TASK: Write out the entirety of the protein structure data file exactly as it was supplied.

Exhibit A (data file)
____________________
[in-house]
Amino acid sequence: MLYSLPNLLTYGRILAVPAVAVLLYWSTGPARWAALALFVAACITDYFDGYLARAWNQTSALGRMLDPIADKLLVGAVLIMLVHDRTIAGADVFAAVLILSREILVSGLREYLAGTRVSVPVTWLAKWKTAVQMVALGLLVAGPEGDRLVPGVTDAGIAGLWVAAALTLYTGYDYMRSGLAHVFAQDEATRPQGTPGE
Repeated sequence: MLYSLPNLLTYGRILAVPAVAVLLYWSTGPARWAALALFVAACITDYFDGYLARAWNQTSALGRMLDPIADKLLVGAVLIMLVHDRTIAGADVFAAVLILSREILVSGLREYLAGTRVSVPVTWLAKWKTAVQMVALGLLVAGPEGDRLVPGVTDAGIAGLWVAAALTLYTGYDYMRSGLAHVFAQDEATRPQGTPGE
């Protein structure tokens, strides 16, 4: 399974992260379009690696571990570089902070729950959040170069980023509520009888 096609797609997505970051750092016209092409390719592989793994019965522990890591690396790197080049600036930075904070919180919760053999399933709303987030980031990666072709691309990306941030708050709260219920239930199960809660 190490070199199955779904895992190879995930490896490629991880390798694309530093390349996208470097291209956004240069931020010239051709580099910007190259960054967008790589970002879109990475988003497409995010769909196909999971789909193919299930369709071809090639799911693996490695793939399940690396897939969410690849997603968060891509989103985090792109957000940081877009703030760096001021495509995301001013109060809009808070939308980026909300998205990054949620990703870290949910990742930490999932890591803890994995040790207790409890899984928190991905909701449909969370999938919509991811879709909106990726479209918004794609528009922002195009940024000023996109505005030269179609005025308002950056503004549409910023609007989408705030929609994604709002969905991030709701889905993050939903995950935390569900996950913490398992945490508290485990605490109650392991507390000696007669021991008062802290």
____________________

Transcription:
[in-house]
Amino acid sequence: MLYSLPNLLTYGRILAVPAVAVLLYWSTGPARWAALALFVAACITDYFDGYLARAWNQTSALGRMLDPIADKLLVGAVLIMLVHDRTIAGADVFAAVLILSREILVSGLREYLAGTRVSVPVTWLAKWKTAVQMVALGLLVAGPEGDRLVPGVTDAGIAGLWVAAALTLYTGYDYMRSGLAHVFAQDEATRPQGTPGE
Repeated sequence: MLYSLPNLLTYGRILAVPAVAVLLYWSTGPARWAALALFVAACITDYFDGYLARAWNQTSALGRMLDPIADKLLVGAVLIMLVHDRTIAGADVFAAVLILSREILVSGLREYLAGTRVSVPVTWLAKWKTAVQMVALGLLVAGPEGDRLVPGVTDAGIAGLWVAAALTLYTGYDYMRSGLAHVFAQDEATRPQGTPGE
């Protein structure tokens, strides 16, 4: 399974992260379009690696571990570089902070729950959040170069980023509520009888 096609797609997505970051750092016209092409390719592989793994019965522990890591690396790197080049600036930075904070919180919760053999399933709303987030980031990666072709691309990306941030708050709260219920239930199960809660 190490070199199955779904895992190879995930490896490629991880390798694309530093390349996208470097291209956004240069931020010239051709580099910007190259960054967008790589970002879109990475988003497409995010769909196909999971789909193919299930369709071809090639799911693996490695793939399940690396897939969410690849997603968060891509989103985090792109957000940081877009703030760096001021495509995301001013109060809009808070939308980026909300998205990054949620990703870290949910990742930490999932890591803890994995040790207790409890899984928190991905909701449909969370999938919509991811879709909106990726479209918004794609528009922002195009940024000023996109505005030269179609005025308002950056503004549409910023609007989408705030929609994604709002969905991030709701889905993050939903995950935390569900996950913490398992945490508290485990605490109650392991507390000696007669021991008062802290």